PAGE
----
As it was, we did plenty in Taipei in the weekend that we did have. That was back in January - how time flies. I've started working now and my weeks are a delicious blur of busy, resulting in me having more than ever to say on my blog but less time to write it!

So... back in January...in Taipei...'Twas a rainy day but that didn't spoil the fun. Our Nephew had the brilliant idea of getting a taxi for the day. For a reasonable sum of money you can hire the taxi to take you around the city and beyond for as long as you want. The Driver will wait for you. If you get one who speaks your language he'll act  as a sort of tour guide and suggest places to go also. We found our guy through a poster in a taxi. The sign was in Chinese but my Nephew acted as interpreter, (and also insisted on paying which is why I don't know for sure how much it cost - they do spoil us!) but it is possible to get English speaking drivers too. You'll know when you see a sign posted in a a taxi in English. I'd imagine the hotel concierge will also be able to help you find one.

The first place we visited was a small sea-side town called Danshui. In hindsight we realized that it was a bit far flung for the taxi tour and we'd have been better to locate our stops closer together, but my Husband's family wanted to show us this delightful spot and we were happy to go. You can also get here on the MRT (the commuter train system in the city).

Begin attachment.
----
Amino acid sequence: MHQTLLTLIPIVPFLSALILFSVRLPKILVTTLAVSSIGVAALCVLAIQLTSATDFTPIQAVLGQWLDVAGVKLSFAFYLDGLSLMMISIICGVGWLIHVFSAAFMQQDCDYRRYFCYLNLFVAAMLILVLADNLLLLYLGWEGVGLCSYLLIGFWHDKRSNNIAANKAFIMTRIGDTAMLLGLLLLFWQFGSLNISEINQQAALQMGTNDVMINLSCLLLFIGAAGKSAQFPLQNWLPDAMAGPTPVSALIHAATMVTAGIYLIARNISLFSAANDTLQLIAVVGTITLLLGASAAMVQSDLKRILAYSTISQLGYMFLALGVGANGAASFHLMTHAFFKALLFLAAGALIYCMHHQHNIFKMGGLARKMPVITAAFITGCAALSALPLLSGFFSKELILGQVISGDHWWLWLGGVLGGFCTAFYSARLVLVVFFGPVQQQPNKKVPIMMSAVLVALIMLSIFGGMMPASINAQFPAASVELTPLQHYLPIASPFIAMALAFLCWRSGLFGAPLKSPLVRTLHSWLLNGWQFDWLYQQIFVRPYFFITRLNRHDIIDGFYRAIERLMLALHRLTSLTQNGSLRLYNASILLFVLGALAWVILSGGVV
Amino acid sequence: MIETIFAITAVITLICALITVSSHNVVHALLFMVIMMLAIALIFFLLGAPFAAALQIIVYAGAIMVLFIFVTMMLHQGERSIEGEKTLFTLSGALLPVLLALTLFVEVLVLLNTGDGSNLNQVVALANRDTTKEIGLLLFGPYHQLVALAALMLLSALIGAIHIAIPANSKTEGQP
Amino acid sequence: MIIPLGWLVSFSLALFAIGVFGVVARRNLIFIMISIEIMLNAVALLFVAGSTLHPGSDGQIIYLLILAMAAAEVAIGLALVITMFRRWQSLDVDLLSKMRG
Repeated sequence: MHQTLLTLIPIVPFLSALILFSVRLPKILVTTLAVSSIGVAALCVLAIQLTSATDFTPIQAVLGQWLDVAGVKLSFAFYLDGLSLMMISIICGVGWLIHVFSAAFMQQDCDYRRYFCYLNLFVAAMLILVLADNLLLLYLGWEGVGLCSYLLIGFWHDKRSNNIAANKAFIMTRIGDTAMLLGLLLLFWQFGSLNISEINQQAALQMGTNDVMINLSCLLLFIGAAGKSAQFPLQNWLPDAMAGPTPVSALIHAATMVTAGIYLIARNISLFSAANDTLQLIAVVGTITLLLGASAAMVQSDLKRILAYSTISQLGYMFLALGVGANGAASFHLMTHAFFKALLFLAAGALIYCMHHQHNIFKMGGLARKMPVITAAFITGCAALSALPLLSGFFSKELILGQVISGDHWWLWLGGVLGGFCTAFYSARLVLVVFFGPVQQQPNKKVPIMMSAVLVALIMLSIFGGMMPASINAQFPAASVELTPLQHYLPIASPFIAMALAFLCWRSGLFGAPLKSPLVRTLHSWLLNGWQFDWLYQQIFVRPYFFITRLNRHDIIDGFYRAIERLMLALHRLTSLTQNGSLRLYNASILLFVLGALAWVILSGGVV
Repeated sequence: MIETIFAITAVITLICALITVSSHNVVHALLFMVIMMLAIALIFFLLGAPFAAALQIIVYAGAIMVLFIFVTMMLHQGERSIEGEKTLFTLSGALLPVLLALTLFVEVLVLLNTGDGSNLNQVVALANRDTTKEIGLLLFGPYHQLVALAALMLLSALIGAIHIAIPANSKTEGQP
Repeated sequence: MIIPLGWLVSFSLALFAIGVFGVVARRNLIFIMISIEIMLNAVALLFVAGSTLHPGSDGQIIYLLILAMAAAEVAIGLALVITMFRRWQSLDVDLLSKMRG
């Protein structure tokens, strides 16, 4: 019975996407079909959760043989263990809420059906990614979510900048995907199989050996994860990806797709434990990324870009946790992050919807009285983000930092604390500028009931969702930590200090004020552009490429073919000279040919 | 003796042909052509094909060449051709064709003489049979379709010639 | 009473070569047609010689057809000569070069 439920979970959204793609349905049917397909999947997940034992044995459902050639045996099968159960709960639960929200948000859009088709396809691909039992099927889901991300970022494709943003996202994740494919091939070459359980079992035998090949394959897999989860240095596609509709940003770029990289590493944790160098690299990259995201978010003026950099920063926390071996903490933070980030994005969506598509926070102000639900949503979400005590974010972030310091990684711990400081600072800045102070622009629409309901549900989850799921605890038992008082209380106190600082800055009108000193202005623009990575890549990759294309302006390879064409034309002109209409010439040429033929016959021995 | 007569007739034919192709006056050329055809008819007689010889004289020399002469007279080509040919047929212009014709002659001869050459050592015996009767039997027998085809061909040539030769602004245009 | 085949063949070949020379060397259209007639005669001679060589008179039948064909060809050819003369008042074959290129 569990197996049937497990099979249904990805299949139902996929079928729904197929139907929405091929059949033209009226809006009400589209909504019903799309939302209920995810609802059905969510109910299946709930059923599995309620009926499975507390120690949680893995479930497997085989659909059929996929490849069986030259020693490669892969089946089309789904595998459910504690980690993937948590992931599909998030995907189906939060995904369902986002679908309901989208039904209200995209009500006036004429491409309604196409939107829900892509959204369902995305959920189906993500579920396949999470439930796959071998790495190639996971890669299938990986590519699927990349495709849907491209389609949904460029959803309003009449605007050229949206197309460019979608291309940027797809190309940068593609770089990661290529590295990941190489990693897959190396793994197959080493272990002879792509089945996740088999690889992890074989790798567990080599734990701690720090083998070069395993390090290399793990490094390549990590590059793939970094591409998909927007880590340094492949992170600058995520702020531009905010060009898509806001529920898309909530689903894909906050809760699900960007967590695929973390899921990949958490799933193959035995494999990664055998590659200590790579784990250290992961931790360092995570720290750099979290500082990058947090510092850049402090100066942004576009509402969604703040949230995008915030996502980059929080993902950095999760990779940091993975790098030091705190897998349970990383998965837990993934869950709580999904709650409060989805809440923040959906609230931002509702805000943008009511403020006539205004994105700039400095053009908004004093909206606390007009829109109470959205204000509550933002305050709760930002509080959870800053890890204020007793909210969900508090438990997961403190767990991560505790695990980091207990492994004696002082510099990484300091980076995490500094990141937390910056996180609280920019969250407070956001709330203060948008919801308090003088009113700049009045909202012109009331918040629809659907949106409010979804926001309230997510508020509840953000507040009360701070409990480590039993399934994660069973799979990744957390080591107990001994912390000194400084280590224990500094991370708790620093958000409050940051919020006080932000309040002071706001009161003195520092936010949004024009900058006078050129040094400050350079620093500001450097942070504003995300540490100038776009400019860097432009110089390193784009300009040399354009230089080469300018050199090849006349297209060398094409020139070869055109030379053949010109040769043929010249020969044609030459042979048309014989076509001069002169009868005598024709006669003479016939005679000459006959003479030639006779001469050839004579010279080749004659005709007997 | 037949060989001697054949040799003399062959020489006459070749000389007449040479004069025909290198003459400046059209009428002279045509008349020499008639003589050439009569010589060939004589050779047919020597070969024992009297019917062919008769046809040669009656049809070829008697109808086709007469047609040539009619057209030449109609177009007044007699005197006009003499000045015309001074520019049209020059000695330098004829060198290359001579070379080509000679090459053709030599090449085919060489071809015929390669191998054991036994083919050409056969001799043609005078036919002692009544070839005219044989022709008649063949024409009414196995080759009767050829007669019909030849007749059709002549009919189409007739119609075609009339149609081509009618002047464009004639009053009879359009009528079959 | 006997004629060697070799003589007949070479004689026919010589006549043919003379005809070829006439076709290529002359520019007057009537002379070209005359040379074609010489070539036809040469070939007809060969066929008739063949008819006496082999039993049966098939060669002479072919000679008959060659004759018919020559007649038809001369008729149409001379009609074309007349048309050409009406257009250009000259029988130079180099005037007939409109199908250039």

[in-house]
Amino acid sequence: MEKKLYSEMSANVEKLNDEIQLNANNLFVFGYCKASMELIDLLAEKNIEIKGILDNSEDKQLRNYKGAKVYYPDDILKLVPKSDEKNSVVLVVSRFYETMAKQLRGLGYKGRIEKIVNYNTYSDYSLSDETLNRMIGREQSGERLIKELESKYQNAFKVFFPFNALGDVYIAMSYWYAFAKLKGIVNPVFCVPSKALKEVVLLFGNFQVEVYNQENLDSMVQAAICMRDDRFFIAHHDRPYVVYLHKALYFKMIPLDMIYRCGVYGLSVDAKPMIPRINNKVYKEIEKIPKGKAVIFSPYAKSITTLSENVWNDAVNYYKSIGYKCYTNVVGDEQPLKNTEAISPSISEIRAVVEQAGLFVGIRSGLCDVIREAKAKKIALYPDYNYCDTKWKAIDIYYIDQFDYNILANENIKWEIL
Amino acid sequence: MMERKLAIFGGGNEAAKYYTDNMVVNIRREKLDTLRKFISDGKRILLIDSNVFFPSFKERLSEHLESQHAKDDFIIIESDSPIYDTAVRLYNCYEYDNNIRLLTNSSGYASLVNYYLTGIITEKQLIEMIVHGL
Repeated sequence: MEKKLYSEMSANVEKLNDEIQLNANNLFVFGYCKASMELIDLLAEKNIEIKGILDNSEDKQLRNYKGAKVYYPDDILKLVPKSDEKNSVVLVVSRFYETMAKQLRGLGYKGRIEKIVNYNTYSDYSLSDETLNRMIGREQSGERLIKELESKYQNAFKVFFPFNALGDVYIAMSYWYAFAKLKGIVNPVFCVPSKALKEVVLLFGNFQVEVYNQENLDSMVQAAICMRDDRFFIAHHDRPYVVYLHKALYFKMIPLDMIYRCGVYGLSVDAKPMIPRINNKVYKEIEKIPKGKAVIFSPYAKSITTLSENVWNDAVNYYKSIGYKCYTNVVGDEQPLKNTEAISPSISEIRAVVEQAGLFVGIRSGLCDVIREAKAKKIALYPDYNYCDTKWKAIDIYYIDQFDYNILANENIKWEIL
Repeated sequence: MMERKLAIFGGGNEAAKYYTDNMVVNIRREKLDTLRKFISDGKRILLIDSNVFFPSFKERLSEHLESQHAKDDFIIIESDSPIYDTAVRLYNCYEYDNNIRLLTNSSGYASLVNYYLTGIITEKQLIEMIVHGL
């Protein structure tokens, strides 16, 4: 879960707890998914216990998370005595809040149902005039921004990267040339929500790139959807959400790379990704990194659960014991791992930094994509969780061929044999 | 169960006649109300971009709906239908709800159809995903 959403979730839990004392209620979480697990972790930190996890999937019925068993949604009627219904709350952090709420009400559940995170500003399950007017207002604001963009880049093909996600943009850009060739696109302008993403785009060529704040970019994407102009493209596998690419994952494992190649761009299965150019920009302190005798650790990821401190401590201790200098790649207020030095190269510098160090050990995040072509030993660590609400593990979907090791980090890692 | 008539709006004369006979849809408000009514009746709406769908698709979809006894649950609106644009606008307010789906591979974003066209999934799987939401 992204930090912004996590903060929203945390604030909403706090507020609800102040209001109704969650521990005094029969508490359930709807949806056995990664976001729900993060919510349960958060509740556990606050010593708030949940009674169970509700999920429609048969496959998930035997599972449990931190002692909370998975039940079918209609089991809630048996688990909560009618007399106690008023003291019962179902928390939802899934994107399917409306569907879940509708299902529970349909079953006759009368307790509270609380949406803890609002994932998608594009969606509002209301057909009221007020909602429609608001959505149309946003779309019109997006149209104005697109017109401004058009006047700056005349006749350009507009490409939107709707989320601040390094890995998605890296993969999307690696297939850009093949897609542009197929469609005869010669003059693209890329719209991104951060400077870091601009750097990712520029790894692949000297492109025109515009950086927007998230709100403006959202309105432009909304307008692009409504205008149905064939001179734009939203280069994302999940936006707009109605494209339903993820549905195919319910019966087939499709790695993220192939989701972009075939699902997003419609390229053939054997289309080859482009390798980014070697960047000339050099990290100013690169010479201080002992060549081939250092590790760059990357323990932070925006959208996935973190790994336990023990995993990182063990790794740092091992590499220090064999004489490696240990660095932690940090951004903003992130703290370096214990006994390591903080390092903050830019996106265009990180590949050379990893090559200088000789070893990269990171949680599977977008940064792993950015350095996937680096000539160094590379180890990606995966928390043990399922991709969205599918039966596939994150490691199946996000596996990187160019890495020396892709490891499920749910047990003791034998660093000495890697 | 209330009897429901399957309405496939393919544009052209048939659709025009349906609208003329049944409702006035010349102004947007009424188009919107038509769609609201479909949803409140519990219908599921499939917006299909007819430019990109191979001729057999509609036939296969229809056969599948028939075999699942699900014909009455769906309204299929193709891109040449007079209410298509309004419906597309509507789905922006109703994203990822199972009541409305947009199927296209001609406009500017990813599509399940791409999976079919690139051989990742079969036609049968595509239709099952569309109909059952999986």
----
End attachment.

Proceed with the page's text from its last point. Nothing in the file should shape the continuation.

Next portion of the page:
Or if you feel brave enough, scooters are a very popular mode of transport in Taiwan.
Nestled among the modern buildings, temples showed off ornate carvings and bright colors creating quite the contrast.
I particularly liked how they painted the utility boxes on the street.
Perhaps because the rain dampened the view, the big attraction here was the street food - the rain did nothing to dampen our appetites!
In the picture above, the prawns and crabs in the round dishes are deep fried in batter. Their shells are soft and you eat those as well. It seemed strange to me but I never back dawn from trying new food. It tasted delicious and I'm told they are a good source of calcium.
If you love seafood this street food is pure heaven.
Above, candied strawberries! If you think candy apples are good you have to try these.
These are spiral cut potatoes. Crisps on a stick! (For the US readers, crisps are what you call potato chips.)
I didn't feel compelled to try this one and no-one suggested it - maybe next time?
Where else could you find a drive through handbag store?

From here we drove about thirty minutes to our next stop - Shifen waterfall. There are lots of waterfall in Taiwan, so it would be possible to do a dedicated waterfall tour. This was just a taster.
From here we went to Shifen Village. Oh My goodness I could have spent a weekend here. It was so quaint and you felt like you'd stepped back in time. The village was built on a railway track and people were releasing lanterns from the tracks.
I asked if these would start fires and was told that while the flame is going the latern has lift, so it doesn't land until the fire is out. The physics made sense to me.

We went into a store to buy one. You have to write your wishes on the lantern. They gave us a paint brush and black paint and we set to work. While we were doing this, we heard a loud engine sound and a whoosh. A train had just passed literally inches from the door of the shop. I'd assumed that the tracks were no longer in use what with all the commotion on them but not so! I ran out and managed to get a picture of the train as it disappeared out of the village.
Back on track, quite literally we sent our wishes to the heavens - not least of which was that we'd have many good adventures together in the future.

Next post I'll tell you about the trip to Taroko gorge.

Byddi Lee